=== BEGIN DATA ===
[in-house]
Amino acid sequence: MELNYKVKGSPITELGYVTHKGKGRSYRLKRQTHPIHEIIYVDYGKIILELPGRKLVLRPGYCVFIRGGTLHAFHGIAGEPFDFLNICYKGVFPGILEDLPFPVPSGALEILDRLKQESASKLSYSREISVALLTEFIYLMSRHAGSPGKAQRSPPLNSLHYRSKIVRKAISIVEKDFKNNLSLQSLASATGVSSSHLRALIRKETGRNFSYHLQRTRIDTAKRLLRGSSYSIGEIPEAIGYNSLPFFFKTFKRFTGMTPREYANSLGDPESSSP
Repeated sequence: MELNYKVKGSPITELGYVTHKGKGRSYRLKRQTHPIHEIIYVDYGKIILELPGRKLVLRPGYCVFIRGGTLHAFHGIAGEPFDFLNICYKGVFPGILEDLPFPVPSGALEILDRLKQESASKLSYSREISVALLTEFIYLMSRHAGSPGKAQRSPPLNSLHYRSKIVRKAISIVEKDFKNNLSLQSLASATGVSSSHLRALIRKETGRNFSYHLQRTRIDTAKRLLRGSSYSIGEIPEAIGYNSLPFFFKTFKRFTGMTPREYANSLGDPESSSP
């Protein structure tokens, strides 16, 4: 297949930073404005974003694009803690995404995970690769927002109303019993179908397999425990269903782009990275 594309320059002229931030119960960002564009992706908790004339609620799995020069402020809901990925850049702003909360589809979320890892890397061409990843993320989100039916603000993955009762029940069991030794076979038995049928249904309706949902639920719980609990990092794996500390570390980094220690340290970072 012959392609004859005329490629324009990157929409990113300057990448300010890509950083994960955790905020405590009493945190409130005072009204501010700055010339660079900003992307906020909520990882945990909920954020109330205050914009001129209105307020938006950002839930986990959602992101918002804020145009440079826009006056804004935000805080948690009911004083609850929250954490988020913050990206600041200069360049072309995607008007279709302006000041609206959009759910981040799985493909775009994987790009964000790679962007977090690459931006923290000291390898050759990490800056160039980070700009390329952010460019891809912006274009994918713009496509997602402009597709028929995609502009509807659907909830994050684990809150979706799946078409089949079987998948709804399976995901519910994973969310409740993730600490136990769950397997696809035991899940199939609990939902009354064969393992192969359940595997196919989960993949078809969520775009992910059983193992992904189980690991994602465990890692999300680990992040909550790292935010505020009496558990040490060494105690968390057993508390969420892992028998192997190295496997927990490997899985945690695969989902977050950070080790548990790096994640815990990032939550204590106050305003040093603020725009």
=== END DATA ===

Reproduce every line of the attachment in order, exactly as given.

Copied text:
[in-house]
Amino acid sequence: MELNYKVKGSPITELGYVTHKGKGRSYRLKRQTHPIHEIIYVDYGKIILELPGRKLVLRPGYCVFIRGGTLHAFHGIAGEPFDFLNICYKGVFPGILEDLPFPVPSGALEILDRLKQESASKLSYSREISVALLTEFIYLMSRHAGSPGKAQRSPPLNSLHYRSKIVRKAISIVEKDFKNNLSLQSLASATGVSSSHLRALIRKETGRNFSYHLQRTRIDTAKRLLRGSSYSIGEIPEAIGYNSLPFFFKTFKRFTGMTPREYANSLGDPESSSP
Repeated sequence: MELNYKVKGSPITELGYVTHKGKGRSYRLKRQTHPIHEIIYVDYGKIILELPGRKLVLRPGYCVFIRGGTLHAFHGIAGEPFDFLNICYKGVFPGILEDLPFPVPSGALEILDRLKQESASKLSYSREISVALLTEFIYLMSRHAGSPGKAQRSPPLNSLHYRSKIVRKAISIVEKDFKNNLSLQSLASATGVSSSHLRALIRKETGRNFSYHLQRTRIDTAKRLLRGSSYSIGEIPEAIGYNSLPFFFKTFKRFTGMTPREYANSLGDPESSSP
């Protein structure tokens, strides 16, 4: 297949930073404005974003694009803690995404995970690769927002109303019993179908397999425990269903782009990275 594309320059002229931030119960960002564009992706908790004339609620799995020069402020809901990925850049702003909360589809979320890892890397061409990843993320989100039916603000993955009762029940069991030794076979038995049928249904309706949902639920719980609990990092794996500390570390980094220690340290970072 012959392609004859005329490629324009990157929409990113300057990448300010890509950083994960955790905020405590009493945190409130005072009204501010700055010339660079900003992307906020909520990882945990909920954020109330205050914009001129209105307020938006950002839930986990959602992101918002804020145009440079826009006056804004935000805080948690009911004083609850929250954490988020913050990206600041200069360049072309995607008007279709302006000041609206959009759910981040799985493909775009994987790009964000790679962007977090690459931006923290000291390898050759990490800056160039980070700009390329952010460019891809912006274009994918713009496509997602402009597709028929995609502009509807659907909830994050684990809150979706799946078409089949079987998948709804399976995901519910994973969310409740993730600490136990769950397997696809035991899940199939609990939902009354064969393992192969359940595997196919989960993949078809969520775009992910059983193992992904189980690991994602465990890692999300680990992040909550790292935010505020009496558990040490060494105690968390057993508390969420892992028998192997190295496997927990490997899985945690695969989902977050950070080790548990790096994640815990990032939550204590106050305003040093603020725009």